Union activity inside Wal-Mart is busting out all over in Canada, and the movement could be a prelude of things to come south of the Canadian border. On April 19, 2007, Sprawl-Busters reported that the Supreme Court of Canada had refused to hear an appeal by Wal-Mart to block a unionization effort at the retailer’s store in Weyburn, Saskatchewan. Wal-Mart tried to argue in the case “Wal-Mart Canada Corp. v. Saskatchewan Labor Relations Board” that the Labor Board should not be allowed to rule on their case because the Board is biased in favor of labor, and against Wal-Mart. Wal-Mart has been desperately trying to delay the unionization process. The decision meant that the Saskatchewan Labor Relations Board was free to decide whether Wal-Mart workers at the Weyburn store should be certified, so they can bargain for a labor contract. Weyburn eventually became the third Wal-Mart store in Canada with active union status. “After losing in the high court, you’d think they have run out of stalling tactics,” a spokesman for the United Food and Commercial Workers union told Bloomberg News. In April of 2005, Wal-Mart lost an appeal to the Canadian Supreme Court, when the justices refused to overturn the Labor Board’s demand that the company turn over documents to the union. The workers first applied for union status in April 2004, so the company has successfully run up the union’s legal bills, and blocked the door to unionization. Wal-Mart stores in the Quebec towns of Saint-Hyacinthe and Gatineau are already unionized. Wal-Mart has taken the Gatineau unionization to court, the union said. On October 17, 2008, Sprawl-Busters noted that Wal-Mart was closing down their Tire and Lube center at their store in Gatineau, Quebec, because the workers had won union status. The giant retailer told the Associated Press that five workers and one manager at the center were offered jobs at comparable Wal-Mart facilities or elsewhere in the store. The rest of the store will remain open, and the other 245 workers there will not be affected, the company explained. Wal-Mart elected to close the department after an arbitrator in Quebec approved a union contract for the facility in August of 2008. This closure replicates the actions taken by the company in 2005, when it closed an entire store in Jonquiere — also in Quebec. Wal-Mart did the same thing to meatcutters at a store in Texas. Once the meatcutters organized, Wal-Mart announced that it would no longer cut meat in its stores. The Jonquiere closure was challenged by the United Food and Commercial Workers union, and is still pending before the Canadian Supreme Court. In 2008, Wayne Hanley, the president of UFCW Canada, told the AP, “Wal-Mart thinks a cheap oil change is more important than the Canadian constitution.” But Wal-Mart said the department closure was merely a financial decision. A Wal-Mart Canada spokesman said the union contract was too pricey for the Arkansas retailer. “It could require us to increase consumer prices by more than 30 percent,” the company spokesman said. Wal-Mart insists that it is not anti-union, but pro-associate. “We think the best-case scenario is when the (employee) can deal directly with the company through an open door and … open communication,” the Wal-Mart spokesman said. This week, three months after Wal-Mart shut down the Gatineau tire shop, the Vancouver Sun reports that workers at another Wal-Mart in Gatineau have been granted bargaining rights, and will start negotiating their first contract. But Wal-Mart wasted no time in appealing the certification order to the Quebec Superior Court, trying to force a secret ballot election at the store. It took these workers at the Gatineau store 3 1/2 years to gain bargaining rights. “Hopefully, Wal-Mart won’t squander another chance to prove its critics wrong, and it will take this opportunity to show the world that it believes in human rights by sitting down with these . . . workers to negotiate a contract in good faith,” the president of the Canadian UFCW said. Wal-Mart replied that public polls show Quebec residents believe union representation should be decided by secret ballot. Wal-Mart closed down an entire store at Jonquiere, Quebec in 2005, and the store at Saint-Hyacinthe, Quebec is still in arbitration over a contract there. The Weyburn decision has also been appealed. At each twist in the road, Wal-Mart has tried to delay or shut down the union advances.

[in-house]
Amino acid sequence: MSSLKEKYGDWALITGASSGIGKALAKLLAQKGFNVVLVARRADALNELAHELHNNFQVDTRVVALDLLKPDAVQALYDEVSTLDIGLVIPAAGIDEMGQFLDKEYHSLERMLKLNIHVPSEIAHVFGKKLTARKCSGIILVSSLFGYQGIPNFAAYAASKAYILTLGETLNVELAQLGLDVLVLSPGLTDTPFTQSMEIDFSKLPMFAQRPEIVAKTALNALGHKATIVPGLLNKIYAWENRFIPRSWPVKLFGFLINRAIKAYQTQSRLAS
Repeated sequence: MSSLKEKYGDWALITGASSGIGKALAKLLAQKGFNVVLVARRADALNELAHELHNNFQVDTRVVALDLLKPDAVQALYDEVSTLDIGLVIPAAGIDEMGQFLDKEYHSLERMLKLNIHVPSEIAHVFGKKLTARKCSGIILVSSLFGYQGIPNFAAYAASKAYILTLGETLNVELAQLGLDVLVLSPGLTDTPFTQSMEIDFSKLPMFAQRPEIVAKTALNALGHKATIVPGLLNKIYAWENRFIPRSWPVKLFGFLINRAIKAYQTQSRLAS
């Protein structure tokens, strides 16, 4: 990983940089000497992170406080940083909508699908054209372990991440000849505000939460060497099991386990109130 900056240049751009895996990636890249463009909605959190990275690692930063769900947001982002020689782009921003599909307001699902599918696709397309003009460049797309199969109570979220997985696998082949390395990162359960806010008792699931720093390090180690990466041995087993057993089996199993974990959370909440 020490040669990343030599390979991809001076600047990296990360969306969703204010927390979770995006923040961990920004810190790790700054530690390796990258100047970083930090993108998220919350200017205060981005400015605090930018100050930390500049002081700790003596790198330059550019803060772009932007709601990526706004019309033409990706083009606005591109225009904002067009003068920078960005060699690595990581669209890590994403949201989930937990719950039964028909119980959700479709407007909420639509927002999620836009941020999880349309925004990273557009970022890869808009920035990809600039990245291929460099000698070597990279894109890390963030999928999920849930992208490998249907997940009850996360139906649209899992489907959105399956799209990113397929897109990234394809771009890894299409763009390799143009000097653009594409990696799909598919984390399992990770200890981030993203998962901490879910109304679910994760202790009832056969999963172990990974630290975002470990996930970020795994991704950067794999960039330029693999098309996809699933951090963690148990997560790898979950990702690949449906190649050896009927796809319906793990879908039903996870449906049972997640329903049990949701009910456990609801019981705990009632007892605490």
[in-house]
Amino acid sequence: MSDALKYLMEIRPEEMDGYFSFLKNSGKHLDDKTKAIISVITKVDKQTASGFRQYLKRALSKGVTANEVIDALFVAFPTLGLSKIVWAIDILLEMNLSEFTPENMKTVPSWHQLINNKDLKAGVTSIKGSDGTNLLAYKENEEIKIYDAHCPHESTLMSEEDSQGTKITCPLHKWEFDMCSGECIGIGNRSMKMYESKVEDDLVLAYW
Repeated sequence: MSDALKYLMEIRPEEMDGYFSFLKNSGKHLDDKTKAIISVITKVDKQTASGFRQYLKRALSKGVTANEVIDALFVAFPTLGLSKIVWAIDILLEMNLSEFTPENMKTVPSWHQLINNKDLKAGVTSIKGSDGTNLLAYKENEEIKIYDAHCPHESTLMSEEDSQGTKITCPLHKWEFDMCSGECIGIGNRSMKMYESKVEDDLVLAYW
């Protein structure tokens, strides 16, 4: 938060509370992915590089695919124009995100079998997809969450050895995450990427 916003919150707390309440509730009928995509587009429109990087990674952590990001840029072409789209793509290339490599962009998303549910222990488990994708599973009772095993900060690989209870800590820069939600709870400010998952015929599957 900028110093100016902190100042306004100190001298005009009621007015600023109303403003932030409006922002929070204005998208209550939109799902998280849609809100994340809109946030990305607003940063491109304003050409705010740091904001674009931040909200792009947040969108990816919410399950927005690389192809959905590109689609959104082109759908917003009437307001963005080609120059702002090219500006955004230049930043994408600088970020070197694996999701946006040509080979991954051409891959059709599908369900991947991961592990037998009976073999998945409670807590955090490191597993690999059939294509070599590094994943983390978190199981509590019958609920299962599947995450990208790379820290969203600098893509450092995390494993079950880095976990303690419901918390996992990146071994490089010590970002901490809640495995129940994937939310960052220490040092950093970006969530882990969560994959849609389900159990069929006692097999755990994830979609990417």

The Canadian union controversies with Wal-Mart come as attention focuses in the United States on legislation that would make it easier for workers to organize — similar to the Canadian rules. Wal-Mart has aggressively opposed legislation in Congress that would allow labor organizations to unionize workplaces by collecting a majority of card pledges, without secret ballot elections. “Many Wal-Mart customers are union members,” a Wal-Mart official pointed out, “and we respect their work efforts and dedication, but we are opposed to card-check legislation in the United States because of coercion and loss of privacy. The last thing this country needs now … is a bill that would hurt job creation and hurt prices for consumers.” The very first Canadian Wal-Mart store to be unionized was the Jonquiere store. At the time, Wal-Mart stated that closure of the store had nothing to do with unionization. In China, Wal-Mart has been forced to accept the state-run union, but in the U.S. and Canada, the retailer has aggressively worked to bust union activity at the store level through a careful campaign of employee surveillance, a special Union Hotline to alert the company, and anti-union teams to counteract union organizing store by store. Wal-Mart says it is not anti-union, just non-union. It arms its store managers with a manual that helps them profile potential trouble-makers among their workers, or union spies, known as “salts.” The “unaffordable” union contract at the Gatineau store would have raised pay from a minimum of $8.50 to a new minimum of $11.54. One angry Canadian told the Ottawa Citizen, “(Wal-Mart) should go back to their own country if they don’t want to obey Quebec law.” Another Wal-Mart customer added, “How’s a young guy going to pay for his apartment and his car on $8 an hour? Wal-Mart is going to put these people on welfare.” The UFCW is also in the middle of arbitration over a contract at a third Wal-Mart store in Saint-Hyacinthe, Quebec. So far, Wal-Mart has not threatened to shut down that store. Wal-Mart says it has closed 8 Tire and Lube Centers at its Canadian stores over the last two years, because the centers weren’t making enough money. A Wal-Mart spokesman said these closings “had nothing to do with union activity.” According to UFCW head Wayne Hanley, Wal-Mart is sending the clear message that “if you join a union, they’re going to close your shop.” Wal-Mart Canada’s official statement on unions is as follows: “Wal-Mart Canada believes in providing associates with a work environment that is based on respect, dignity and a true partnership in the business. We foster an environment that welcomes the identification of challenges or problems, and a mutual resolution of those challenges. As a company, we value our associates’ right to communicate any and all concerns they have directly to their supervisor, who must work to a fair and proper resolution quickly. Our culture of open communication is important to meeting our associates’ needs. The key to preserving the climate in which we conduct our business is to always uphold the beliefs upon which Wal-Mart was founded. Wal-Mart Canada supports and respects our associates’ right to exercise freedom of association, including the decision to join or not to join a union. Associates have the legal right to make such choices, free from intimidation, coercion or undue influence from anyone.” The footnote they should add would read: “And if you do choose to form a union, we will exercise our freedom to shut down your store.” Wal-Mart Canada currently operates a network of 309 stores across Canada and employs more than 77,000 Canadians. Readers are urged to contact Wal-Mart Canada’s Director for Corporate Affairs, Kevin Groh, at 1-905-821-2111 x 8012, with the following message: “Dear Mr. Groh, Wal-Mart Canada says it wants to provide its workers with a ‘rewarding work environment,’ but when the workers ask for their rewards, the company shuts down their department or store. By shutting down jobs at places like Jonquiere or Gatineau, Wal-Mart is intimidating and coercing workers in their exercise of freedom of association. I urge Wal-Mart Canada to reconsider this policy, and honor your statement about respecting the right of workers to decide to join or not to join a union. Americans are watching your legal maneuvers in Canada, and understand that the battle will soon be engaged in the United States as well. How many stores is Wal-Mart prepared to shut down before recognizing its workers’ right to organize?”